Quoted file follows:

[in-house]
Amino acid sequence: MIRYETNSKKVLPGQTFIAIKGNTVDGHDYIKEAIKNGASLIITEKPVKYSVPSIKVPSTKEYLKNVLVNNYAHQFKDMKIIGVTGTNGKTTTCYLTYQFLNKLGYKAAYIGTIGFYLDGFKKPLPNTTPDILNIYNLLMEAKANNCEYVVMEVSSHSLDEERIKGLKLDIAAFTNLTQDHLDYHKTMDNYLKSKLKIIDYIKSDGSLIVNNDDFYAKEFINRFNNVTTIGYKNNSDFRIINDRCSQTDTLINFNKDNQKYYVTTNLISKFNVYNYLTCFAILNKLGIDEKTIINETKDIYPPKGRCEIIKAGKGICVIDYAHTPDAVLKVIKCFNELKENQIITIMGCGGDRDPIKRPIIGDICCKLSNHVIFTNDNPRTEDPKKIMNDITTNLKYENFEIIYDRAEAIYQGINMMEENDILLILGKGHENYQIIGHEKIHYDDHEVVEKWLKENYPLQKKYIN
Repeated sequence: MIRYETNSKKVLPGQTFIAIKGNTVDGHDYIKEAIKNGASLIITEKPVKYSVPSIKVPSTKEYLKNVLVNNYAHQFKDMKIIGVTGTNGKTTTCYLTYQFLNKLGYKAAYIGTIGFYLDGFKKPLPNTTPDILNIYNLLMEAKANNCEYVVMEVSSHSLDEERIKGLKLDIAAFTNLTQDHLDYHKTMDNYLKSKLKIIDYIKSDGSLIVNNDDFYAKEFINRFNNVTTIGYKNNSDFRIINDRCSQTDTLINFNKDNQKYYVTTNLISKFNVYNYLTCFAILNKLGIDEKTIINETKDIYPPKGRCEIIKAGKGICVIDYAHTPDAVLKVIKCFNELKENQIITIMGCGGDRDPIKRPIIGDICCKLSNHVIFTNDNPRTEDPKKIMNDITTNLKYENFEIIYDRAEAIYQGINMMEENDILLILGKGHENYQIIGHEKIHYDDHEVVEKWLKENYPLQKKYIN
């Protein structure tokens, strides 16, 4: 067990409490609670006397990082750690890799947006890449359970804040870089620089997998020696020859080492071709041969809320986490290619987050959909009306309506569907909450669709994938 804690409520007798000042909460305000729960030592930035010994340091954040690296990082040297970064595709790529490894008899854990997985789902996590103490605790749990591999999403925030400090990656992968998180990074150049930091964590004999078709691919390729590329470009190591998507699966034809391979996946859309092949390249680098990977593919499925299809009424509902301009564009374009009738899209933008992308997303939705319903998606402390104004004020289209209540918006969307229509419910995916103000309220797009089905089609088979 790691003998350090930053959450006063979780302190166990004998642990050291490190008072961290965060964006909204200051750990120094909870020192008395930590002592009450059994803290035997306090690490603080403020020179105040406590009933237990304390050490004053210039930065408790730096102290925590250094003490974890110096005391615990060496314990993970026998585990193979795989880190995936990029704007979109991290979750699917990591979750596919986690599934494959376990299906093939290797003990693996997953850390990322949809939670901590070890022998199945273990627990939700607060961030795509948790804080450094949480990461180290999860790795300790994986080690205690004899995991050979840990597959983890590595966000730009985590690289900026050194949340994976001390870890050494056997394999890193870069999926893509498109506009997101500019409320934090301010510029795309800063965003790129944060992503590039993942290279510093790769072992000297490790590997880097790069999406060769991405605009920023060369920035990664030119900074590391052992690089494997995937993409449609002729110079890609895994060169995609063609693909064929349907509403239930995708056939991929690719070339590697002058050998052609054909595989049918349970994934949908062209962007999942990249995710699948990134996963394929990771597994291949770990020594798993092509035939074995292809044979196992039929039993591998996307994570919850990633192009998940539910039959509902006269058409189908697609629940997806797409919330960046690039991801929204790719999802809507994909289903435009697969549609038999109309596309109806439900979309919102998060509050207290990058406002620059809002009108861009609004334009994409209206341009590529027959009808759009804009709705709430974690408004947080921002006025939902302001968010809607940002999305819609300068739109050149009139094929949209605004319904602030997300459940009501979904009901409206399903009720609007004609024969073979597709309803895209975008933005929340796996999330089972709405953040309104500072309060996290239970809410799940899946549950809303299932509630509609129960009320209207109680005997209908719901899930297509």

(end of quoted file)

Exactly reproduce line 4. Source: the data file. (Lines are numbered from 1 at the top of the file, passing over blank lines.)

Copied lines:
């Protein structure tokens, strides 16, 4: 067990409490609670006397990082750690890799947006890449359970804040870089620089997998020696020859080492071709041969809320986490290619987050959909009306309506569907909450669709994938 804690409520007798000042909460305000729960030592930035010994340091954040690296990082040297970064595709790529490894008899854990997985789902996590103490605790749990591999999403925030400090990656992968998180990074150049930091964590004999078709691919390729590329470009190591998507699966034809391979996946859309092949390249680098990977593919499925299809009424509902301009564009374009009738899209933008992308997303939705319903998606402390104004004020289209209540918006969307229509419910995916103000309220797009089905089609088979 790691003998350090930053959450006063979780302190166990004998642990050291490190008072961290965060964006909204200051750990120094909870020192008395930590002592009450059994803290035997306090690490603080403020020179105040406590009933237990304390050490004053210039930065408790730096102290925590250094003490974890110096005391615990060496314990993970026998585990193979795989880190995936990029704007979109991290979750699917990591979750596919986690599934494959376990299906093939290797003990693996997953850390990322949809939670901590070890022998199945273990627990939700607060961030795509948790804080450094949480990461180290999860790795300790994986080690205690004899995991050979840990597959983890590595966000730009985590690289900026050194949340994976001390870890050494056997394999890193870069999926893509498109506009997101500019409320934090301010510029795309800063965003790129944060992503590039993942290279510093790769072992000297490790590997880097790069999406060769991405605009920023060369920035990664030119900074590391052992690089494997995937993409449609002729110079890609895994060169995609063609693909064929349907509403239930995708056939991929690719070339590697002058050998052609054909595989049918349970994934949908062209962007999942990249995710699948990134996963394929990771597994291949770990020594798993092509035939074995292809044979196992039929039993591998996307994570919850990633192009998940539910039959509902006269058409189908697609629940997806797409919330960046690039991801929204790719999802809507994909289903435009697969549609038999109309596309109806439900979309919102998060509050207290990058406002620059809002009108861009609004334009994409209206341009590529027959009808759009804009709705709430974690408004947080921002006025939902302001968010809607940002999305819609300068739109050149009139094929949209605004319904602030997300459940009501979904009901409206399903009720609007004609024969073979597709309803895209975008933005929340796996999330089972709405953040309104500072309060996290239970809410799940899946549950809303299932509630509609129960009320209207109680005997209908719901899930297509």